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Friday Black
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November 2018: Literary Fiction > Friday Black by Nana Kwame Adjei-Brenyah / 4 stars

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Meli (melihooker) | 3250 comments I am usually averse to short story collections. I prefer to stay with a group of characters and follow them to a conclusive, or sometimes even vague, end. Short stories offer a limited number of pages to get close to characters or familiarize yourself with a world and its rules. If, like me, you follow modern lit and popular new releases you have heard of Friday Black by Nana Kwame Adjei-Brenyah. The hype has been overwhelming, so I had to read this debut collection dealing with racial issues, deadly commercialism and greed, and abortion to name a few.

Adjei-Brenyah has a fresh voice and welcomed perspective on the current state of affairs in the US, using a sci-fi inspired backdrop to highlight real world issues like those previously mentioned. Think Black Mirror, but for literature.

Stories like “The Finkelstein 5” and “Zimmer Land” standout as timely criticisms of a justice system that turns a blind eye to murder of (especially) young people of color and the white men who commit these murders under the guise of “problem-solving, judgment and justice.”

His titular story “Friday Black,” “How to Sell a Jacket as Told by IceKing,” and “In Retail” are horror-inspired stories of consumerism at its worst. Seemingly existing in the same universe, these 3 stories could be considered redundant, but still each enjoyable on their own.

Friday Black also includes the parable “The Lion & the Spider,” a warning against underestimating your competition, and a couple dystopian tales with “The Era” and “Through the Flash.”

Overall, this is a diverse collection showing off Adjei-Brenyah's skill in genre fiction and social commentary that is jarring.

Calling this a strong debut is an understatement, but as with most short story collections it is not completely cohesive in theme and there are a couple stories that are underwhelming. Even so, Friday Black remains an entrancing, disturbing, dystopian experience and Adjei-Brenyah's talent is undeniable.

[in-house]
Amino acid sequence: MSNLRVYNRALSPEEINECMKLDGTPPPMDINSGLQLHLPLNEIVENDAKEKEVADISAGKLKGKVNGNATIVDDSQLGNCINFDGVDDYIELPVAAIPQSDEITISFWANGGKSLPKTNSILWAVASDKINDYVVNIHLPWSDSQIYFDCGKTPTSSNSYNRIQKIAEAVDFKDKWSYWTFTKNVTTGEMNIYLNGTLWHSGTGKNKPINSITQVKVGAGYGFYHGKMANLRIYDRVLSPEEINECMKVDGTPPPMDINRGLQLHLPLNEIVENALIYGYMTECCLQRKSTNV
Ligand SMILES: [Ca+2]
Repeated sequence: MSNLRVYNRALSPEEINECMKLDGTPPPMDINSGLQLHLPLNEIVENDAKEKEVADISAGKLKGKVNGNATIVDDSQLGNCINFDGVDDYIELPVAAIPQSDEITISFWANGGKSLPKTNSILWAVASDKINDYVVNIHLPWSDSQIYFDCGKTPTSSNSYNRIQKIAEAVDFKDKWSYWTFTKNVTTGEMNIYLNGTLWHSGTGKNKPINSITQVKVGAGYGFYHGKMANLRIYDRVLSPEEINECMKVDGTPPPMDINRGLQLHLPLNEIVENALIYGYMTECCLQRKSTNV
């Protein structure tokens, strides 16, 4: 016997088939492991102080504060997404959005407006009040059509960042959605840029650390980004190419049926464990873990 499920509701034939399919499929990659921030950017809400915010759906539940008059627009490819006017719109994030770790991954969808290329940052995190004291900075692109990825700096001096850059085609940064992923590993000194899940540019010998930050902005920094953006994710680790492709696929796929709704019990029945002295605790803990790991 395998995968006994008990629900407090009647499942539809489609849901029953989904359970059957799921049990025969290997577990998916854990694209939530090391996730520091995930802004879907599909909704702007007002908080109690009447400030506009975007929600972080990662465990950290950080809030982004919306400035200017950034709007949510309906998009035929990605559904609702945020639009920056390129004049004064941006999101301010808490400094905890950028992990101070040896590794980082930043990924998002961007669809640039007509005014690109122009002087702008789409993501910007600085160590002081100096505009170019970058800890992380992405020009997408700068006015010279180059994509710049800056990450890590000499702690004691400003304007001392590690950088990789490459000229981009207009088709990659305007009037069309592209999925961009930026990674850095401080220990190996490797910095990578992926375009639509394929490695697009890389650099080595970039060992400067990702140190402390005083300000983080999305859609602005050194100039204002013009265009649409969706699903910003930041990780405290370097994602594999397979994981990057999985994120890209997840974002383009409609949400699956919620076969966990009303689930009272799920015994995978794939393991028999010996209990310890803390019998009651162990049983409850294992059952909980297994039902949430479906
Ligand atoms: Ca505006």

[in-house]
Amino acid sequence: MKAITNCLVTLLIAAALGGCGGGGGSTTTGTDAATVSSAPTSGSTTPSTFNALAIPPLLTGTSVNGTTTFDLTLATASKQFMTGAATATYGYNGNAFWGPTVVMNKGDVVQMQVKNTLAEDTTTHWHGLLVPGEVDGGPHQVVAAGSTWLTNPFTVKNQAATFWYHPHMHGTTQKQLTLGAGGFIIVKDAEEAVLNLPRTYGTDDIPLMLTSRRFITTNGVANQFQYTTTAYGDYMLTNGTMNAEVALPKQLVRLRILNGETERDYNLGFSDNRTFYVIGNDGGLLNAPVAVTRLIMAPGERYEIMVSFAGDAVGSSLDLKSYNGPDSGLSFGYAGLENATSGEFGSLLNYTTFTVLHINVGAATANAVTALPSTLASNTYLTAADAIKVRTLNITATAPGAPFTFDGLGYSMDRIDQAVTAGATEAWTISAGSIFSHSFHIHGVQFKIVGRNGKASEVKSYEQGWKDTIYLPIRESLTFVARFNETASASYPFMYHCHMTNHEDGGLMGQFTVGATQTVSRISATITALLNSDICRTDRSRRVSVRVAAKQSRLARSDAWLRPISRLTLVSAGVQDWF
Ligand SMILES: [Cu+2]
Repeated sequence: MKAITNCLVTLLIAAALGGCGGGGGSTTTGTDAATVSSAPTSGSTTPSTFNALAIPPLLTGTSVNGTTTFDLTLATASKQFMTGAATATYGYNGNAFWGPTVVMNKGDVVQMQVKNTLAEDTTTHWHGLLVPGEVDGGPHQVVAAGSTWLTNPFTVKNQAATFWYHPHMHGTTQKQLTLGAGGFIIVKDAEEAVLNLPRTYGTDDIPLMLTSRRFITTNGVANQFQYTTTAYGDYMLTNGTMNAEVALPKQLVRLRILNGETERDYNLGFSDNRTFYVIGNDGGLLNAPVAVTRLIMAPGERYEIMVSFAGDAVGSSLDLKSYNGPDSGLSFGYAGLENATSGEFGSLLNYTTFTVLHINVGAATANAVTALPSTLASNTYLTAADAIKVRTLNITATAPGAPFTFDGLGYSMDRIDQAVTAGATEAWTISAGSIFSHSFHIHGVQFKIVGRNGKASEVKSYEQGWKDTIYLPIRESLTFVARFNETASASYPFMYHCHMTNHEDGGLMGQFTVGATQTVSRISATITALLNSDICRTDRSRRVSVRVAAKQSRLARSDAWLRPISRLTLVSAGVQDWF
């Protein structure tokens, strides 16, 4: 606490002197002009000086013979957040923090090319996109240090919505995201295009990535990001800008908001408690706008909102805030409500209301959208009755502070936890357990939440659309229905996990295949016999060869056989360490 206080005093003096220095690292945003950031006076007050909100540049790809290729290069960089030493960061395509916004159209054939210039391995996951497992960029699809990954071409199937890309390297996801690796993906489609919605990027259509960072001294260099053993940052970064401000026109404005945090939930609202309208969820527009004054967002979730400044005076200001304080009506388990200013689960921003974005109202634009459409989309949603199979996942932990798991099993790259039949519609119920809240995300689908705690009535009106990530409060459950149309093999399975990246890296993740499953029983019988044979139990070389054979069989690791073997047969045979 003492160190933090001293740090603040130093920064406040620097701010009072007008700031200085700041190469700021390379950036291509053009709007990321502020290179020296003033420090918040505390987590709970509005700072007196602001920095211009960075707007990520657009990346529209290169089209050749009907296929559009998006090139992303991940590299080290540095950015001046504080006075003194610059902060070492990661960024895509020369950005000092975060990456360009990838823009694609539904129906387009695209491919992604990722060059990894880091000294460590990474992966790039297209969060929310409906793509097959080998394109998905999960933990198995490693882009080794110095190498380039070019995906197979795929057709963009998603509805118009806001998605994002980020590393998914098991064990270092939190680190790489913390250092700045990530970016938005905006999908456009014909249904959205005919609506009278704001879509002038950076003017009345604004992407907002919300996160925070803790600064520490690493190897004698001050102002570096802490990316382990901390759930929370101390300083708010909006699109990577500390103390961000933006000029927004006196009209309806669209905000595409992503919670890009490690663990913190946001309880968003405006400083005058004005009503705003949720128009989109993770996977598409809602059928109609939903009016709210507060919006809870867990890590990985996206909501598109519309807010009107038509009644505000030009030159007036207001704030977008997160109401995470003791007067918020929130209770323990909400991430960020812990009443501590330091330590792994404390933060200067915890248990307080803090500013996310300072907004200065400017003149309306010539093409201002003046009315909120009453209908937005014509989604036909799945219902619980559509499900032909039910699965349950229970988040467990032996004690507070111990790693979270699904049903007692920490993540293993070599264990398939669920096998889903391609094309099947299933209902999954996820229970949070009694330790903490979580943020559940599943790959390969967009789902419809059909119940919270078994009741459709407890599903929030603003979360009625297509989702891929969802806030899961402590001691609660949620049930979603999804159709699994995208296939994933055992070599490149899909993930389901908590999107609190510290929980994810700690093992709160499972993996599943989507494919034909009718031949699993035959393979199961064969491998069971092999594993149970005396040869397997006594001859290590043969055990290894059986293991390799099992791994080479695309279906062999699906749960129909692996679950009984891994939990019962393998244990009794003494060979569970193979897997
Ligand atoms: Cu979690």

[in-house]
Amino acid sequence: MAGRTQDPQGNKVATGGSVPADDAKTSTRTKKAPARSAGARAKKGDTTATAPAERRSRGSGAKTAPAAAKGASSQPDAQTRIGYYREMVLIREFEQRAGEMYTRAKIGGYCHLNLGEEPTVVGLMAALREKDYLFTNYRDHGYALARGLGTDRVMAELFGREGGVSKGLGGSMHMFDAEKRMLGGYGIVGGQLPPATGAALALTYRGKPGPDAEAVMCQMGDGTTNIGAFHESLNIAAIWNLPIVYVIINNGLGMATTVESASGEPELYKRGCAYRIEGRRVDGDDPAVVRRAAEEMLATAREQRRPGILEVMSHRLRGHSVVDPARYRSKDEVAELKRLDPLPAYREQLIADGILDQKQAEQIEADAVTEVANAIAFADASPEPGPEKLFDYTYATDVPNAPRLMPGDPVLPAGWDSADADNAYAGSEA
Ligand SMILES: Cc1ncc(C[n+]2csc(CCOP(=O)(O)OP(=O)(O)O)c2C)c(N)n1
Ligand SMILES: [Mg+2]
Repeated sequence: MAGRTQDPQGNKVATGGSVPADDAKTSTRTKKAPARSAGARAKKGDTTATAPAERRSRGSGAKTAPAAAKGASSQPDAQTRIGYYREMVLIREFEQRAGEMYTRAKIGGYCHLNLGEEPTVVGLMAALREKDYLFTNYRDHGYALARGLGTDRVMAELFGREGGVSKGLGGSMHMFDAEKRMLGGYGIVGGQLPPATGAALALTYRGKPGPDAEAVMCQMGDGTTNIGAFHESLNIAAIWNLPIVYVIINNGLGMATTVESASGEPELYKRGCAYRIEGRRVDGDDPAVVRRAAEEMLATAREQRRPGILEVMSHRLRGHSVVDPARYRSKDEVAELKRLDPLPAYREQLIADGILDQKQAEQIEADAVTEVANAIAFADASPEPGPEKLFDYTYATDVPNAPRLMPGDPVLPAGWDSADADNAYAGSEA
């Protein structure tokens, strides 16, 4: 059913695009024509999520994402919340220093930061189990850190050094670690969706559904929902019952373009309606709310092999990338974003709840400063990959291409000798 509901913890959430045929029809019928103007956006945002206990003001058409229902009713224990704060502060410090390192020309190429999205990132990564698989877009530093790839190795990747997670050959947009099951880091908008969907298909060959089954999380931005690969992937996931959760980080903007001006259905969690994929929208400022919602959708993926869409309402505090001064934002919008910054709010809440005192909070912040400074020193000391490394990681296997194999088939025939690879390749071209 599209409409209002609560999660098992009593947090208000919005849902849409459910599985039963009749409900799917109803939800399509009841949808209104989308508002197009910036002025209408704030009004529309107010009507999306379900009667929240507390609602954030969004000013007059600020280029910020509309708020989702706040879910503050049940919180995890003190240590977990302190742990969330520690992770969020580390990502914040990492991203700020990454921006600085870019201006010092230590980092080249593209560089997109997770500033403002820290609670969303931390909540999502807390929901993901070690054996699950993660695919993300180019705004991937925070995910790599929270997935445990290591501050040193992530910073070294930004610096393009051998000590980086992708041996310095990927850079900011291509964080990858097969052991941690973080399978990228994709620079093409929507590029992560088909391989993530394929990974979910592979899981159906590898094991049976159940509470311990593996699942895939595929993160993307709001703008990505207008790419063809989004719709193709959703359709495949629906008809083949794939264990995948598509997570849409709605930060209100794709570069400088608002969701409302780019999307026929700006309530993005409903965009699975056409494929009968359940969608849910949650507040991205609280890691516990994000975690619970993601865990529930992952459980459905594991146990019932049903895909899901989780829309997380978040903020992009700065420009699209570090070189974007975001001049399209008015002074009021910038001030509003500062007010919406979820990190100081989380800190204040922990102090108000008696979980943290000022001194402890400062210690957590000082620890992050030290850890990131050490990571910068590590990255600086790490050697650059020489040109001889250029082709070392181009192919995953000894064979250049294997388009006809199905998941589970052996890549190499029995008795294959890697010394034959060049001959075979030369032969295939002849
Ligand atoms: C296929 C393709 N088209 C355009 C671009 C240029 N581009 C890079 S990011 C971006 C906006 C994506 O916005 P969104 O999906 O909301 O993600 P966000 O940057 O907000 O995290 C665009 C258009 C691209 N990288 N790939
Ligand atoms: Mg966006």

Significant in its timeliness, I recommend reading it now while it still has an eerie resemblance to our current cultural climate. Hopefully future readers will see the social commentary pieces, especially those dealing with race, as reflections of a bygone era, but for now and the foreseeable future we are not quite there.

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I haven't read short stories in such a long time. I really don't know why. I haven't really run across any. I need to check this out. Good review.

Meli (melihooker) | 3250 comments This and Her Body and Other Parties are the only short story collections I have bought in years.

message 4: by Jeremiah (new) - added it

Jeremiah Cunningham | 714 comments Great review. This review combined with my renewed affection for the short story makes this an easy one to add to the list.

Meli (melihooker) | 3250 comments I hope you enjoy it as much as I did!

I would love to see him write a novel next.
Very strong sci-fi writing chops.

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